Tag Archives: GRAT

Facebook Billionaires Avoid Taxes with GRATs

Forbes recently highlighted how Facebook co-founders Mark Zuckerberg and Dustin Moskovitz established grantor retained annuity trusts (GRATs) to transfer significant amounts of wealth tax-free.  In 2008, Zuckerberg and Moskovitz established GRATs which will enable the Facebook executives to transfer as much as $185 million to future offspring or others without paying any gift tax.  Most wealthy individuals recognize that this year offers a golden opportunity to transfer $5.12 million in assets without incurring any gift tax. However, the Facebook executives followed a similar tax strategy to the Walmart founders, the Walton family, by funding their GRATs with their rapidly appreciating Facebook shares.

ImageGRATs function by allowing a grantor (Zuckerberg and Moskovitz) to place shares or other assets into an ­irrevocable trust and retain the right to ­receive an annual payment back from the trust for a period of time.  Typically, to avoid the risk of premature death, advisors select a shorter time period of 2 to 4 years. If the grantor survives that period, any property left in the trust when the annual payments end passes to family members, other beneficiaries, or another trust.

A crucial aspect is determining the value of the remainder interest in the annuity. In calculating how much value will be left at the end of the annuity term (the remainder) — and thus how big a gift the grantor is making — the IRS does look at the performance of the actual stock (or any other asset) in the trust. Instead, the IRS assumes the trust assets are earning a meager government-determined interest rate. With a zeroed-out, or “Walton” GRAT, the grantor receives an annuity that leaves nothing for heirs if assets grow only at the IRS’ lowly interest rate. If the assets grow faster, the excess goes to the heirs gift tax free. If assets or stock under-perform or decrease in value, there is no downside for the grantor because the annuity can be paid by returning some shares each year to the grantor.

As a result, a GRAT is an ideal instrument to shift assets you expect to suddenly increase in value.  Hence, rapidly appreciating stock of technology giants (Facebook) or growing retails empires (Walmart) have proven to be the perfect assets to utilize within a GRAT.  President Obama and Democrat legislators have targeted zeroed-out GRATs as tax loopholes of the wealthy and have proposed legislation which would eliminate their use.  Until that time, the GRAT remains a valuable wealth transfer tool.

Nevada is Premier Self-Settled Spendthrift Trust State

On June 4, 2011, Governor Sandoval signed Senate Bill 221 which strengthened Nevada’s already outstanding self-settled spendthrift trust laws.  The most beneficial aspect of the new legislation relates to changing the situs of existing asset protection trusts to Nevada without restarting the statute of limitations period.  Nevada has two primary advantages over the other 13 states which permit self-settled, spendthrift trusts.  First, Nevada is the only state without a statutory exception allowing creditors to pierce the trust.   Second, Nevada has the shortest statute of limitations period to protect a transfer to the trust.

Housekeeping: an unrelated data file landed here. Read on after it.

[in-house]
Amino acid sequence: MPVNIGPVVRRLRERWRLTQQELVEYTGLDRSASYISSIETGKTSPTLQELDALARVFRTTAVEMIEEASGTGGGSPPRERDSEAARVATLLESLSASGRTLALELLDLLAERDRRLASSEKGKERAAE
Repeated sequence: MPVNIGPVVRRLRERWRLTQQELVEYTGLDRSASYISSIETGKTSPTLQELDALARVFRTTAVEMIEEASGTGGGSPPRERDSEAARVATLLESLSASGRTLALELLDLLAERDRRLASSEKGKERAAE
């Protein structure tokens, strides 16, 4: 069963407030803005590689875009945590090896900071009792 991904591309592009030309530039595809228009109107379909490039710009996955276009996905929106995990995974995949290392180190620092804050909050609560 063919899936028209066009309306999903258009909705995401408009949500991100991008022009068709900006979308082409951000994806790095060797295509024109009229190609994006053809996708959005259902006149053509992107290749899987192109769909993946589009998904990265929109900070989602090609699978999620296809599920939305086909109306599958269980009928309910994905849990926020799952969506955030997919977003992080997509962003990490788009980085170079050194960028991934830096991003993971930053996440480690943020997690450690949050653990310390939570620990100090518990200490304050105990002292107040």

The new legislation makes the following changes effective October 1, 2011:

1. More Trust Types (CRT, QPRT, GRAT) Qualify

The new bill specifically allows charitable remainder trusts, qualified personal residence trusts, and grantor retained annuity trust to qualify under the statute.  Also, the bill allows the settlor to use real or personal property owned by the trust without limiting the scope of the protection provided by the spendthrift trust.

2. Tacking of Statute of Limitations Period for Trusts Migrating to Nevada

This new provision allows settlors who have established asset protection trusts in other states with less favorable laws to change the situs to Nevada without restarting the statute of limitations.

3. Limited Trustee Liability

Nevada law already protects an advisor to the settlor or trustee of a spendthrift trust from claims unless the claimant can prove by clear and convincing evidence that the advisor knowingly and in bad faith violated Nevada law, and that his actions directly caused damage to the claimant. The new legislation now also protects the trustee of a spendthrift trust unless the claimant can make the same showing as to the trustee.

4.  “Last in, First out”

The bill clarifies that later transfers in trust are disregarded for purposes of determining whether a creditor may bring an action with respect to an earlier transfer to the trust.  The new language makes clear that a more recent
transfer for which the statute of limitations period has not run will not spoil
the whole trust.

5.  Decanting Spendthrift Trusts

Now, the trustee of a self-settled spendthrift trust may decant the trust into another spendthrift trust without affecting the statute of limitations period applicable to the assets in the original trust. The date the property was initially transferred to the original spendthrift trust will be the deemed transfer date for the property even after it has been decanted into the second spendthrift trust.

6. Limitation of Actions Against Spendthrift Trust